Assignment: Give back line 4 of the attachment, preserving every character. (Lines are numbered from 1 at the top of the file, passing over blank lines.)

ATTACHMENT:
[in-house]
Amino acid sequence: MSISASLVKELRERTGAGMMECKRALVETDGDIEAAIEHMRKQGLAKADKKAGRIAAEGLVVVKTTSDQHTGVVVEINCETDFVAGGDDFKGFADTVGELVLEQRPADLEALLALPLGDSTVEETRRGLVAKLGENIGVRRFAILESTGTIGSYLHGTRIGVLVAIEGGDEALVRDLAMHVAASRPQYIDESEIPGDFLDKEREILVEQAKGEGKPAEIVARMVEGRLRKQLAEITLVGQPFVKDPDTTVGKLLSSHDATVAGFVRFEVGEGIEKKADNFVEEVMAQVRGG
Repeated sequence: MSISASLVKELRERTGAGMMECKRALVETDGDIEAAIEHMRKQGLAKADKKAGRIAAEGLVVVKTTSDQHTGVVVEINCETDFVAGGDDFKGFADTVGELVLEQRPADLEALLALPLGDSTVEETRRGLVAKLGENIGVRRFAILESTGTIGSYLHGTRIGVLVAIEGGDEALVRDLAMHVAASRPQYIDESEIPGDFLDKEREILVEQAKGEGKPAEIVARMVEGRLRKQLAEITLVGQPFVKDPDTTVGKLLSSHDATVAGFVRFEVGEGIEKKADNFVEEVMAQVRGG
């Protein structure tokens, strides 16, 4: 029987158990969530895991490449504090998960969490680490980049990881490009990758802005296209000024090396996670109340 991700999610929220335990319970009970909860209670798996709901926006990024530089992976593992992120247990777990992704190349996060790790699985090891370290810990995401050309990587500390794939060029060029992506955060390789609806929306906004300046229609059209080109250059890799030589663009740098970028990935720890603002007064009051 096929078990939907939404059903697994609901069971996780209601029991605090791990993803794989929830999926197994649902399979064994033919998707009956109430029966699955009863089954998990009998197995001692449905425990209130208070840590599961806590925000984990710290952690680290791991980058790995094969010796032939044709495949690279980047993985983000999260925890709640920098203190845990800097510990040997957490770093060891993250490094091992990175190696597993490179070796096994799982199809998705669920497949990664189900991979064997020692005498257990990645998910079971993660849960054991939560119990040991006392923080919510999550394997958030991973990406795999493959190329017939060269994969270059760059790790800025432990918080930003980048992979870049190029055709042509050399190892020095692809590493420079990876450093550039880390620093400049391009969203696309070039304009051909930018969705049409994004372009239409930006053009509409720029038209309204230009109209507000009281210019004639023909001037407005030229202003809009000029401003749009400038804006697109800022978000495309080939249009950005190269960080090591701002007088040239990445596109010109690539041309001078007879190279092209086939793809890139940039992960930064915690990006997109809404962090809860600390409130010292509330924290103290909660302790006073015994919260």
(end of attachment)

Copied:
């Protein structure tokens, strides 16, 4: 029987158990969530895991490449504090998960969490680490980049990881490009990758802005296209000024090396996670109340 991700999610929220335990319970009970909860209670798996709901926006990024530089992976593992992120247990777990992704190349996060790790699985090891370290810990995401050309990587500390794939060029060029992506955060390789609806929306906004300046229609059209080109250059890799030589663009740098970028990935720890603002007064009051 096929078990939907939404059903697994609901069971996780209601029991605090791990993803794989929830999926197994649902399979064994033919998707009956109430029966699955009863089954998990009998197995001692449905425990209130208070840590599961806590925000984990710290952690680290791991980058790995094969010796032939044709495949690279980047993985983000999260925890709640920098203190845990800097510990040997957490770093060891993250490094091992990175190696597993490179070796096994799982199809998705669920497949990664189900991979064997020692005498257990990645998910079971993660849960054991939560119990040991006392923080919510999550394997958030991973990406795999493959190329017939060269994969270059760059790790800025432990918080930003980048992979870049190029055709042509050399190892020095692809590493420079990876450093550039880390620093400049391009969203696309070039304009051909930018969705049409994004372009239409930006053009509409720029038209309204230009109209507000009281210019004639023909001037407005030229202003809009000029401003749009400038804006697109800022978000495309080939249009950005190269960080090591701002007088040239990445596109010109690539041309001078007879190279092209086939793809890139940039992960930064915690990006997109809404962090809860600390409130010292509330924290103290909660302790006073015994919260």